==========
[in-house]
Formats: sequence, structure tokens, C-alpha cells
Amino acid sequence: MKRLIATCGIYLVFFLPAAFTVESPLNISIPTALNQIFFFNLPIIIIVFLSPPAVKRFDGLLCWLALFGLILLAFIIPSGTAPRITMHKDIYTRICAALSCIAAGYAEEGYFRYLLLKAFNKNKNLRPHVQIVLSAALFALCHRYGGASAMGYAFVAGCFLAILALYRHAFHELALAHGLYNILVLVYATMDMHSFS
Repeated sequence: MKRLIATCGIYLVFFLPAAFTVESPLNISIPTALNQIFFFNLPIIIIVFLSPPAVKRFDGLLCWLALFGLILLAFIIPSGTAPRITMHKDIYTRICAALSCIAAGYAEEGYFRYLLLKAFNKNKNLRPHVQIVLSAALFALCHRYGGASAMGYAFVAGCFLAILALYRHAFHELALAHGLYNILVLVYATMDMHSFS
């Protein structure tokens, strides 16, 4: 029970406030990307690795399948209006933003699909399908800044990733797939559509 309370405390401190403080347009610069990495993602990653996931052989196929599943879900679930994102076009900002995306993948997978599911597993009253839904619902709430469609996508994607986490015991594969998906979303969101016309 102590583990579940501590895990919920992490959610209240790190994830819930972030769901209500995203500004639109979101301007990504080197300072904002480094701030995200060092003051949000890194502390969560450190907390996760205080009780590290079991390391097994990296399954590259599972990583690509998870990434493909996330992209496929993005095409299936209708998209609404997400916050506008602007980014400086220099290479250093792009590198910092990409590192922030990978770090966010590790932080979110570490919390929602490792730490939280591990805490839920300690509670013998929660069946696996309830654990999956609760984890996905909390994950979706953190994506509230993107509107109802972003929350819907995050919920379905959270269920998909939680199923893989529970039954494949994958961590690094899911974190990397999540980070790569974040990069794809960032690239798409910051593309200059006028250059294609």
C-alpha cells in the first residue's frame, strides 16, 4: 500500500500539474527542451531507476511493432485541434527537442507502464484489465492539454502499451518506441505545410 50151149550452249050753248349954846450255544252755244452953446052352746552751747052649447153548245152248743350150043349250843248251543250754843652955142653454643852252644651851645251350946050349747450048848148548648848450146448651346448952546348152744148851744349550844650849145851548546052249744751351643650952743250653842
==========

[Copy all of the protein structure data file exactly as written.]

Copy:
[in-house]
Formats: sequence, structure tokens, C-alpha cells
Amino acid sequence: MKRLIATCGIYLVFFLPAAFTVESPLNISIPTALNQIFFFNLPIIIIVFLSPPAVKRFDGLLCWLALFGLILLAFIIPSGTAPRITMHKDIYTRICAALSCIAAGYAEEGYFRYLLLKAFNKNKNLRPHVQIVLSAALFALCHRYGGASAMGYAFVAGCFLAILALYRHAFHELALAHGLYNILVLVYATMDMHSFS
Repeated sequence: MKRLIATCGIYLVFFLPAAFTVESPLNISIPTALNQIFFFNLPIIIIVFLSPPAVKRFDGLLCWLALFGLILLAFIIPSGTAPRITMHKDIYTRICAALSCIAAGYAEEGYFRYLLLKAFNKNKNLRPHVQIVLSAALFALCHRYGGASAMGYAFVAGCFLAILALYRHAFHELALAHGLYNILVLVYATMDMHSFS
């Protein structure tokens, strides 16, 4: 029970406030990307690795399948209006933003699909399908800044990733797939559509 309370405390401190403080347009610069990495993602990653996931052989196929599943879900679930994102076009900002995306993948997978599911597993009253839904619902709430469609996508994607986490015991594969998906979303969101016309 102590583990579940501590895990919920992490959610209240790190994830819930972030769901209500995203500004639109979101301007990504080197300072904002480094701030995200060092003051949000890194502390969560450190907390996760205080009780590290079991390391097994990296399954590259599972990583690509998870990434493909996330992209496929993005095409299936209708998209609404997400916050506008602007980014400086220099290479250093792009590198910092990409590192922030990978770090966010590790932080979110570490919390929602490792730490939280591990805490839920300690509670013998929660069946696996309830654990999956609760984890996905909390994950979706953190994506509230993107509107109802972003929350819907995050919920379905959270269920998909939680199923893989529970039954494949994958961590690094899911974190990397999540980070790569974040990069794809960032690239798409910051593309200059006028250059294609």
C-alpha cells in the first residue's frame, strides 16, 4: 500500500500539474527542451531507476511493432485541434527537442507502464484489465492539454502499451518506441505545410 50151149550452249050753248349954846450255544252755244452953446052352746552751747052649447153548245152248743350150043349250843248251543250754843652955142653454643852252644651851645251350946050349747450048848148548648848450146448651346448952546348152744148851744349550844650849145851548546052249744751351643650952743250653842